After the period Circa 1900-1915 boxers became less proficient in the execution of continuous and instantaneous short, hard fast counters to the body and head and the evasion of them, as well as overall infighting competence. Conversely, once the 10, 12, and 15 round distances fully settled in, middle to long range skills had added importance and such techniques as jabbing, lateral movement, and 3-6 punch combinations began to be further sharpened while preserving very good countering and maintaining satisfactory infighting techniques.

Much of what could be done in boxing had already been developed in the lighter weight classes in the period 1900-1915. Jabs, combination punching, lateral movement, head and elbow placement were to be further polished, but in many ways had already been mastered. What was needed most was to “bring up” the advanced techniques of the lighter weight divisions into the middle, light heavy and heavyweight divisions. This was starting to occur with some fighters at this time period, and very quickly rose to the heavyweight division by the late 1910’s.

Because of proper teaching techniques, the large number of professional fighters, busier fighter schedules (hence more experience), boxing’s technical and competitive era was perhaps from circa 1900-1960. The largest pool of professional fighters reached its peak in the 1920’s. Since that time there has been a slightly continuous lessening in the number of fighters. This reached a drop off point by around 1960 as there became a perceptible decrease in the number of boxing shows and the amount of professional fights boxers were likely to have. While they were certainly more than enough boxers and teachers to produce great boxers and effective techniques, there was a general lack of depth in some of the divisions. The lessening of excellent teachers, fights, fighters, experience, and a rise of less effective amateur techniques transferable into the professional ranks by the 1980’s has continued to present. Nevertheless, great boxers with great techniques and strategy will always exist but at a probable lesser rate than at times previously.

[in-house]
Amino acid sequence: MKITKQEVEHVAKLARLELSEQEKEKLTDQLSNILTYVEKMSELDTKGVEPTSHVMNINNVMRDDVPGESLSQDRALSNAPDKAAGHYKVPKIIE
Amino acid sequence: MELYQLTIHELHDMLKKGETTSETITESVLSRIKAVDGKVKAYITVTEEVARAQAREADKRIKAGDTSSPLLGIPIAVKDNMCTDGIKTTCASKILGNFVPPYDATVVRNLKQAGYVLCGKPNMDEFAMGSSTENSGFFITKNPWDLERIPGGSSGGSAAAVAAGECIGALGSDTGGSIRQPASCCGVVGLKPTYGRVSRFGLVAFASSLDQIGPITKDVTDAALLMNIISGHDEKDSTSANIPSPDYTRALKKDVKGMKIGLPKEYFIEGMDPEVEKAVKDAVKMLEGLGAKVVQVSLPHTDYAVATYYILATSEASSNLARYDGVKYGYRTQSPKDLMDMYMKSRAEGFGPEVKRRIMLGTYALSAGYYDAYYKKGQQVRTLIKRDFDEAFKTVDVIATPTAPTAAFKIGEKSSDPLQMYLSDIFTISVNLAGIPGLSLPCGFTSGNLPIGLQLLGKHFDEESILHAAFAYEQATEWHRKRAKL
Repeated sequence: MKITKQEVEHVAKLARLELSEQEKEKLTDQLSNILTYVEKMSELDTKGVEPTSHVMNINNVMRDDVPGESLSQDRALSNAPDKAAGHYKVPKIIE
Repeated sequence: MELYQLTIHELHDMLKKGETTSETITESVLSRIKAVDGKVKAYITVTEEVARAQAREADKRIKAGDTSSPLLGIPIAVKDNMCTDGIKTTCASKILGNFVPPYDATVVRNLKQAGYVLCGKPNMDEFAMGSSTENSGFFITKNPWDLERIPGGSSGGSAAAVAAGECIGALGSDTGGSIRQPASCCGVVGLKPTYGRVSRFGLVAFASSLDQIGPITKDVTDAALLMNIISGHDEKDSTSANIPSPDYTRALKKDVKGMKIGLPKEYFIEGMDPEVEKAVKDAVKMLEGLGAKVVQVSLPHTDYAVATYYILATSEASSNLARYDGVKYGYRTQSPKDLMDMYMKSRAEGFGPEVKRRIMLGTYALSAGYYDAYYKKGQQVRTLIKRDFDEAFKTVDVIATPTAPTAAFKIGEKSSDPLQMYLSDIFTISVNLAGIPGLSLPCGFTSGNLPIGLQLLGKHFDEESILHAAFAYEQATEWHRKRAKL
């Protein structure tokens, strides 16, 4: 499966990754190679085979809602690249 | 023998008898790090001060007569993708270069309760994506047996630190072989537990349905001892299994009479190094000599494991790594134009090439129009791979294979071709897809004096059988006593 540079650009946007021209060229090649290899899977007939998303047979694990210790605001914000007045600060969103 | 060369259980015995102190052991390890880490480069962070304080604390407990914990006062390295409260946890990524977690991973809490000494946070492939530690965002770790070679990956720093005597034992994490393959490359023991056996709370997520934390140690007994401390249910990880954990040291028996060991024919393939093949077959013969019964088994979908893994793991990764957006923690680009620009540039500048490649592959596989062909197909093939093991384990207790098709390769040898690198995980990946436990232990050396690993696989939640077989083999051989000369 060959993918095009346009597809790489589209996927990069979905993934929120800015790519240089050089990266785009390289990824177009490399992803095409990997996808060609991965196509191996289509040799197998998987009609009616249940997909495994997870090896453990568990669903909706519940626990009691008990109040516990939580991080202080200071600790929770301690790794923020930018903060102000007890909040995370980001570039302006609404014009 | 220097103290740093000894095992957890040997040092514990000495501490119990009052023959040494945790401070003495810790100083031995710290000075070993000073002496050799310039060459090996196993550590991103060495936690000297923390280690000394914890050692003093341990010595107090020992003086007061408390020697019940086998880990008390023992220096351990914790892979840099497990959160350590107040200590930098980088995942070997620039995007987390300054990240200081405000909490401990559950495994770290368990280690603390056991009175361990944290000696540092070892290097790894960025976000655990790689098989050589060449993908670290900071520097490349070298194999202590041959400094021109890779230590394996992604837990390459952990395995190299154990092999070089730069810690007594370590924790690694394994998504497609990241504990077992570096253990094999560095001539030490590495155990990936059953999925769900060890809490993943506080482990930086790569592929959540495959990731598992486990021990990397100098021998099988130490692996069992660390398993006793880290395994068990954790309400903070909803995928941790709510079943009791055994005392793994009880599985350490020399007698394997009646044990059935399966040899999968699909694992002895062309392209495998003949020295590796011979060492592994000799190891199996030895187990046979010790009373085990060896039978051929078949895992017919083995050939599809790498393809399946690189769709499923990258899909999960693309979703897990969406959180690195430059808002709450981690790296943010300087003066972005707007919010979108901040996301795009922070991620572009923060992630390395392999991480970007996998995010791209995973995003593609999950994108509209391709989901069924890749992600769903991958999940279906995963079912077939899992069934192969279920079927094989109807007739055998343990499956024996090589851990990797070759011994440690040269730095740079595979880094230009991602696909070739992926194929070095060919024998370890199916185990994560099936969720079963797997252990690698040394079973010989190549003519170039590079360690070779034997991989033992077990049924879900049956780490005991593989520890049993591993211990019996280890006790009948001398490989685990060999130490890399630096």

Further articles delineating defensive and offensive techniques by successful fighters will be forthcoming.


I would like to thank Dan Cuoco for his critique of this article.